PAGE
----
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Hearing loss is harmful to the physical and emotional well-being of sufferers. Untreated hearing loss plays a major role in the development of depression and is known to cause anxiety, difficulty at work, paranoia, impaired social relationships, withdrawal from daily activities and more. 

Dealing with the frustration and emotional impact of a hearing loss diagnosis and then choosing a hearing aid may seem overwhelming. This step-by-step guide is designed to help you learn the process and provide the information needed to make an informed decision with your audiologist on the best hearing aid device for your needs.

Hearing Evaluation

Diagnosing hearing loss may start with your healthcare provider. During a physical exam, your provider will examine your ear for possible causes, such as signs of an infection or ear wax buildup. The provider will also check for any structural causes and perform general hearing screening tests, such as the tuning fork test. 

If hearing loss is diagnosed, you may be referred to an audiologist who will perform more thorough testing. Audiologists are licensed healthcare professionals who evaluate, diagnose, treat and manage hearing loss and balance disorders. An audiologist will determine the type of your hearing loss and the degree, which helps in the process of choosing a hearing aid. Audiologists provide expertise in many areas, such as:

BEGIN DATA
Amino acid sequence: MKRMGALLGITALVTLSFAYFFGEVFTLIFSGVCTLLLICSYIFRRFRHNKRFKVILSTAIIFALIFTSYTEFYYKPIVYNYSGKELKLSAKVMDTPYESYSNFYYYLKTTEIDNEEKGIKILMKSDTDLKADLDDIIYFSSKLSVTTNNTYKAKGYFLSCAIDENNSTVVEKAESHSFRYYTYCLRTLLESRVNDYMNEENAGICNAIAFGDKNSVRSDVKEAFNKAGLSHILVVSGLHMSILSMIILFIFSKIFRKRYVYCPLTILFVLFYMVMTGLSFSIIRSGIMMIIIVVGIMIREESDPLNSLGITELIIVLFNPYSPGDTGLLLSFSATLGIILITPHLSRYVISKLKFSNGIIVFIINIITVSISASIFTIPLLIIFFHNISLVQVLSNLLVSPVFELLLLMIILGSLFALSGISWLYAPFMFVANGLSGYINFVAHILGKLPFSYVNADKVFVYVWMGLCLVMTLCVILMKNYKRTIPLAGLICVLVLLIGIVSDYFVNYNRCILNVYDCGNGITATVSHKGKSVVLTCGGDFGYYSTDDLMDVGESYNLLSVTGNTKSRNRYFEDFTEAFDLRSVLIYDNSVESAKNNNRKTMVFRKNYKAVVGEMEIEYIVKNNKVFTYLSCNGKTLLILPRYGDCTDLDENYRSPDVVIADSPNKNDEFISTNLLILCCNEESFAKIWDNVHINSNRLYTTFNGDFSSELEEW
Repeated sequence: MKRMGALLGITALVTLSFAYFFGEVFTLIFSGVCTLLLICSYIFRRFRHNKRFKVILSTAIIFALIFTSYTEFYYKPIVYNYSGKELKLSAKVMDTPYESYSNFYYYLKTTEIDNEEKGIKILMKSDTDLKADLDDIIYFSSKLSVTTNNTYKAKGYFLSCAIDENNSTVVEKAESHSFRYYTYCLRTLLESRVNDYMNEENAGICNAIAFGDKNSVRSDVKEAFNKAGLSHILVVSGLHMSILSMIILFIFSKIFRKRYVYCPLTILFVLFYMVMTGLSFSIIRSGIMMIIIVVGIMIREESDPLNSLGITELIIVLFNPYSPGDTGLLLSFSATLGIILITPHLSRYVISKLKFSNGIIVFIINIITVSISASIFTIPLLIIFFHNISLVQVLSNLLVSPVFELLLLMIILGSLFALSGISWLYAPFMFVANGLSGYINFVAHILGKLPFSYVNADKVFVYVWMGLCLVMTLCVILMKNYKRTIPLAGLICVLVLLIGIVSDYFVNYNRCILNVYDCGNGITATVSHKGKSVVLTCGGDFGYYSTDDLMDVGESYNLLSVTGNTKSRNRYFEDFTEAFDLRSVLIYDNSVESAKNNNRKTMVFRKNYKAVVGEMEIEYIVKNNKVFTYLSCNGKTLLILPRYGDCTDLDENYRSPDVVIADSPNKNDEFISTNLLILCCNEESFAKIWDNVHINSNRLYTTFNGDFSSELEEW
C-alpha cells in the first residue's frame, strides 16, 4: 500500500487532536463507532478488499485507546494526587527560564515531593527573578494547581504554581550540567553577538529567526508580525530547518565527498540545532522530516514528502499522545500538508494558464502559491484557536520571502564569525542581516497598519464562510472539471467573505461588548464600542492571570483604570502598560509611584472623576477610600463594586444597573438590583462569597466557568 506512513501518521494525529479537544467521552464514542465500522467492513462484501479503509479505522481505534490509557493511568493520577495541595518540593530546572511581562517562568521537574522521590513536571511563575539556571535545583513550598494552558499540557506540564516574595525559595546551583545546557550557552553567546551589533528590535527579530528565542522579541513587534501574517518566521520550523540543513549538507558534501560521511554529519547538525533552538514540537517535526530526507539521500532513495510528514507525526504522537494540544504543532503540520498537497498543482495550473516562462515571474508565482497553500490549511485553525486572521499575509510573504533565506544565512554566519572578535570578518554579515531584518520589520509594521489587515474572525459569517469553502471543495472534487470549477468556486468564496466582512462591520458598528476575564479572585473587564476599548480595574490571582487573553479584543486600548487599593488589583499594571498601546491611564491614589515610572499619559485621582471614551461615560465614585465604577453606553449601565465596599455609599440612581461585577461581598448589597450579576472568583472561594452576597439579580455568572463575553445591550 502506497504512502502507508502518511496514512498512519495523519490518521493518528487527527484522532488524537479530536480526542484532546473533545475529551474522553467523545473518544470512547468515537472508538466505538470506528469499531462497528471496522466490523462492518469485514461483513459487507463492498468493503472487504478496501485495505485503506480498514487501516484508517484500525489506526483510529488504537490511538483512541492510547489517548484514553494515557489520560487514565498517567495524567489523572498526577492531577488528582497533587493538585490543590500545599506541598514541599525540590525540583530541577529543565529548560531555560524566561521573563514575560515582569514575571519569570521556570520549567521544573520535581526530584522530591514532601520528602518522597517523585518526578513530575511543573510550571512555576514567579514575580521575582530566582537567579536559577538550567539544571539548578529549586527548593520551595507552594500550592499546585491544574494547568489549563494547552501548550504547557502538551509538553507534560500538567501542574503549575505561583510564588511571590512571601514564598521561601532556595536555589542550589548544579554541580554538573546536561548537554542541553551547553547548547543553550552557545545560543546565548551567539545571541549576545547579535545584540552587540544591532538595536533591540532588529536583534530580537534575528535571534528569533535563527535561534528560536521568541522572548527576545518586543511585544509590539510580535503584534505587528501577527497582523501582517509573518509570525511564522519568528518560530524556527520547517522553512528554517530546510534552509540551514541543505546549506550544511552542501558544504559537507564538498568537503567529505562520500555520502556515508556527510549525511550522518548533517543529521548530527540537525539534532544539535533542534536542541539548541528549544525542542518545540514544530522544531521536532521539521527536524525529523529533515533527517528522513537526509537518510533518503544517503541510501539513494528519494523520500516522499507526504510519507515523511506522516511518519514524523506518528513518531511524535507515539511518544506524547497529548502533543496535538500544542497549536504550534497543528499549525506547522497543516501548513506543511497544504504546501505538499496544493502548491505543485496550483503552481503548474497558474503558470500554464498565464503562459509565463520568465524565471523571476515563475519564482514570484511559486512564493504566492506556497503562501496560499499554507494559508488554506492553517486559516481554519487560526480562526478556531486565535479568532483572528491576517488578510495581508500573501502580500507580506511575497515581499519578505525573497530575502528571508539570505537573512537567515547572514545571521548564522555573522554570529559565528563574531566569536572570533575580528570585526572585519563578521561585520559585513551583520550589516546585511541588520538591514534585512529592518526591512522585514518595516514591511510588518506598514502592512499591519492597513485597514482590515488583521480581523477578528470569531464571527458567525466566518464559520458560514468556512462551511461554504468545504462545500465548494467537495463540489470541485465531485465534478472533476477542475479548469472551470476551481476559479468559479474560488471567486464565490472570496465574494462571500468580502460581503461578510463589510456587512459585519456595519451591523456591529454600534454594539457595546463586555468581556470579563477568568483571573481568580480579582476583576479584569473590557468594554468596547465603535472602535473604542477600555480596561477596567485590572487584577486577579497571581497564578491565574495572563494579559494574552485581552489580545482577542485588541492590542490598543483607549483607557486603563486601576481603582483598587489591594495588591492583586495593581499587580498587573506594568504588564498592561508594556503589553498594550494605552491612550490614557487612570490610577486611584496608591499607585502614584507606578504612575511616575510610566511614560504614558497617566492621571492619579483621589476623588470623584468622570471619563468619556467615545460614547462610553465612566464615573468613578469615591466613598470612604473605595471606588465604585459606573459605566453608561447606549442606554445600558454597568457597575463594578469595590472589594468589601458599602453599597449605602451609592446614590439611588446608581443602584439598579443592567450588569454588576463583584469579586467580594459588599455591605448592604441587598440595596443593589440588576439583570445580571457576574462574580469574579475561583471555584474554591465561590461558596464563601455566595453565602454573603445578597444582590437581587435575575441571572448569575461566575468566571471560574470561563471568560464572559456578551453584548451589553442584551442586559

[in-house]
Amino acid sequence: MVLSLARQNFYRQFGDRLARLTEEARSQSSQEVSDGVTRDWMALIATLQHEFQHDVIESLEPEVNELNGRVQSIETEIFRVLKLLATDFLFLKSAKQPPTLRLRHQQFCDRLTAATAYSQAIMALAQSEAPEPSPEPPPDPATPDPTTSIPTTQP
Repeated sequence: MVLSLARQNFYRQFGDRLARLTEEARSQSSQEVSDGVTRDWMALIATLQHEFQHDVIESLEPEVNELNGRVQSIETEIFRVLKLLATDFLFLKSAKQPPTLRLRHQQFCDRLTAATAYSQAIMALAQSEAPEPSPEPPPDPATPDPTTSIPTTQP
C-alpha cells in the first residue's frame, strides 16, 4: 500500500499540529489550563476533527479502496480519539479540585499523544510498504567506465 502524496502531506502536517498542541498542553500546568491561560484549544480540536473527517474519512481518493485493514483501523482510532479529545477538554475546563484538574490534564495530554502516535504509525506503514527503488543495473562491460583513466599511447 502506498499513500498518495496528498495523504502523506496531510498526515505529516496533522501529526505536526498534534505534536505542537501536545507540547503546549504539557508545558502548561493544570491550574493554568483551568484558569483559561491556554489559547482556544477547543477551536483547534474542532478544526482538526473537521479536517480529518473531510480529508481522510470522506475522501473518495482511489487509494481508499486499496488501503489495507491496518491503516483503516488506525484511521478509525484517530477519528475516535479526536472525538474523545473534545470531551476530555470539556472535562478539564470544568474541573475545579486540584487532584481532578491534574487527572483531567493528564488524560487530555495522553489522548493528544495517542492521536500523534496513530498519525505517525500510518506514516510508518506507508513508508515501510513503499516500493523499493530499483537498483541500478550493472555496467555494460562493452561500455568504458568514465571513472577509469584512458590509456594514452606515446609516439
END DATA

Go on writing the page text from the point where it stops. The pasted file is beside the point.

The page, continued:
• Providing a baseline of hearing to help track future hearing loss
  • Diagnosing the type and degree of hearing loss
  • Tracking hearing loss and adjusting treatment plans accordingly
  • Determining whether a person needs hearing aids
  • Identifying the right hearing aid device for each individual patient based on their lifestyle
  • Optimizing hearing aid fit
  • Programming hearing aids
  • Providing follow-up visits to maintain prime device performance (usually included with the cost of the hearing aids)

Why You Should Avoid OTC Hearing Aids

The FDA has created a new category for hearing devices called over-the-counter (OTC) hearing aids. This category was created in an effort to make hearing aids more accessible and cost-effective in cases of self-perceived mild-to-moderate hearing loss. This class of products is also known as personal sound amplification devices (PSAPs), and are available without a prescription or a visit to any medical professional. 

OTC hearing aids may seem like a good solution offering more availability, more marketing about hearing loss and the potential for cost savings. Although those aspects of OTC hearing aids may have a positive effect of getting more people to address their hearing loss, these non-prescription hearing aids themselves may ultimately have the opposite effect and cause further hearing loss damage. 

If used incorrectly—a high risk with OTC hearing aids—the possibility exists for failure to improve hearing loss or improving it enough to satisfy the consumer. This product failure may prevent buyers from seeking hearing loss help from a professional and receiving proper treatment.